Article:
Articles written in June, 2009

June 29 2009

Google Analytics Goals Can Be Imported Into AdWords


AdWords users know that Google offers conversion tracking; however one limitation has been that this conversion tracking did not distinguish between certain types of conversions. For example, if you had 2 offers, newsletter sign up and contact us form, AdWords conversion tracking could not determine which action was taken. In order to see this, you would need to then look into your Google Analytics and cross reference to see which goal was completed. It would even take a few more steps to determine which keyword got the conversion.

With the ability to import Google Analytics goals into your AdWords reporting, there is no need to continue to bounce back and forth between the two platforms to determine where the conversion came from. If your AdWords and analytics accounts are linked, it only takes a few simple steps to import your goals. Then you will easily be able to determine which keywords, ads and campaigns are generating specific conversions. This will help to tailor each campaign to reach your desired goal completion target.

There is no need to install AdWords conversion coding any longer. In fact, conversions could be counted twice if both the engine conversion coding and the analytics goal are recording the same event.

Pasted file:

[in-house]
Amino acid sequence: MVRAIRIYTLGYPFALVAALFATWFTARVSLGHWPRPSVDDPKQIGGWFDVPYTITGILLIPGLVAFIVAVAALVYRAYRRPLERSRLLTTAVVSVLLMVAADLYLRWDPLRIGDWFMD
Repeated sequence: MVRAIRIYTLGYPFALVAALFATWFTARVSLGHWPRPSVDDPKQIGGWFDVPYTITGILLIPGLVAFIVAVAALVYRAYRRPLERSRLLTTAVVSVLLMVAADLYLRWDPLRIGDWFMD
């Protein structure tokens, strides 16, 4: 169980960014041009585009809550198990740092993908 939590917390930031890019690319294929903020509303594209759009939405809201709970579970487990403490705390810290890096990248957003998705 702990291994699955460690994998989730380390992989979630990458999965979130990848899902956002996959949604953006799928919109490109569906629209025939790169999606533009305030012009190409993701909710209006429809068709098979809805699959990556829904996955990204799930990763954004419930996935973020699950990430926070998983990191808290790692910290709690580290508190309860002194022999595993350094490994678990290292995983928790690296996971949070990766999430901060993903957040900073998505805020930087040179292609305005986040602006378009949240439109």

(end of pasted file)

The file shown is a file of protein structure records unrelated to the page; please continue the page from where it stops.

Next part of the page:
You can also integrate analytics goals with Conversion Optimizer, which is a tool that helps AdWords users get more conversions based on desired cost per acquisition(CPA). Leveraging all of the tools that are available, using them to interpret data and making informed decisions will help any online advertising reach its maximum potential.

June 26 2009

Are You Seeing A Dip In Traffic?


For many advertisers who run a search engine marketing campaign, it is very common to get comfortable with a certain amount of visitors.  Over the life of a campaign, advertisers may notice trends in regard to their paid efforts. 

But, what should an advertiser do when the amount of paid traffic to the site begins to decrease or halt completely?  It is important for advertisers to try multiple methods in order to maintain a consistent performance level.  By using an analytics platform, such as Google Analytics, advertisers can identify which keywords are causing the campaign bounce rate to increase.  An analytics program can also help you identify geographic locations where your ads are performing better.

Checking the Quality Score or Quality Index of your keywords gives you an indication of whether or not a low score could be preventing your ads from showing.  Also, by reviewing your minimum bid requirements, you can see if your keyword bids are not aggressive enough to have your ads display on the first page of search results.  It is important to check cost per click bids regularly, as over time certain industries may become more competitive; this may cause cost per click bids to increase.

If keyword bids and quality scores are not the problem, it might be your ad copy; stale ad copy can certainly impact campaign performance.  Creating fresh, exciting ads with captivating offers or specials can not only attract new visitors to your site, but also improve the amount of sales you generate.